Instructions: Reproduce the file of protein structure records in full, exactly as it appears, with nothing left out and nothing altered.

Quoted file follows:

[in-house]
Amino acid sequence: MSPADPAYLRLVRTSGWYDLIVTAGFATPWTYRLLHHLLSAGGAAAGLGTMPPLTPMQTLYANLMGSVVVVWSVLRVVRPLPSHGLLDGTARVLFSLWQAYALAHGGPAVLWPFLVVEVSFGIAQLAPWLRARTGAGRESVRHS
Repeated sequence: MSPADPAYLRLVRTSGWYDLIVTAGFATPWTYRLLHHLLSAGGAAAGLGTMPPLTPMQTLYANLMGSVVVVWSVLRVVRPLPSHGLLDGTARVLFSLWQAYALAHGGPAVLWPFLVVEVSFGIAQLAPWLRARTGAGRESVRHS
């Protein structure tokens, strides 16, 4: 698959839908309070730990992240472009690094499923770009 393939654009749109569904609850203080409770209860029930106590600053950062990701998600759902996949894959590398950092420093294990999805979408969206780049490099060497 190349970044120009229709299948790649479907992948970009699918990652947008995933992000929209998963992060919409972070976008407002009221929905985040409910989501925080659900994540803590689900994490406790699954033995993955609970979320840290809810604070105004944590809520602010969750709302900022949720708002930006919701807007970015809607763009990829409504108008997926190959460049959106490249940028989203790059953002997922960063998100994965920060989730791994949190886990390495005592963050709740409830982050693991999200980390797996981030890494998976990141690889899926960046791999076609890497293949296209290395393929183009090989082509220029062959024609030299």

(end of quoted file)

[in-house]
Amino acid sequence: MSPADPAYLRLVRTSGWYDLIVTAGFATPWTYRLLHHLLSAGGAAAGLGTMPPLTPMQTLYANLMGSVVVVWSVLRVVRPLPSHGLLDGTARVLFSLWQAYALAHGGPAVLWPFLVVEVSFGIAQLAPWLRARTGAGRESVRHS
Repeated sequence: MSPADPAYLRLVRTSGWYDLIVTAGFATPWTYRLLHHLLSAGGAAAGLGTMPPLTPMQTLYANLMGSVVVVWSVLRVVRPLPSHGLLDGTARVLFSLWQAYALAHGGPAVLWPFLVVEVSFGIAQLAPWLRARTGAGRESVRHS
């Protein structure tokens, strides 16, 4: 698959839908309070730990992240472009690094499923770009 393939654009749109569904609850203080409770209860029930106590600053950062990701998600759902996949894959590398950092420093294990999805979408969206780049490099060497 190349970044120009229709299948790649479907992948970009699918990652947008995933992000929209998963992060919409972070976008407002009221929905985040409910989501925080659900994540803590689900994490406790699954033995993955609970979320840290809810604070105004944590809520602010969750709302900022949720708002930006919701807007970015809607763009990829409504108008997926190959460049959106490249940028989203790059953002997922960063998100994965920060989730791994949190886990390495005592963050709740409830982050693991999200980390797996981030890494998976990141690889899926960046791999076609890497293949296209290395393929183009090989082509220029062959024609030299």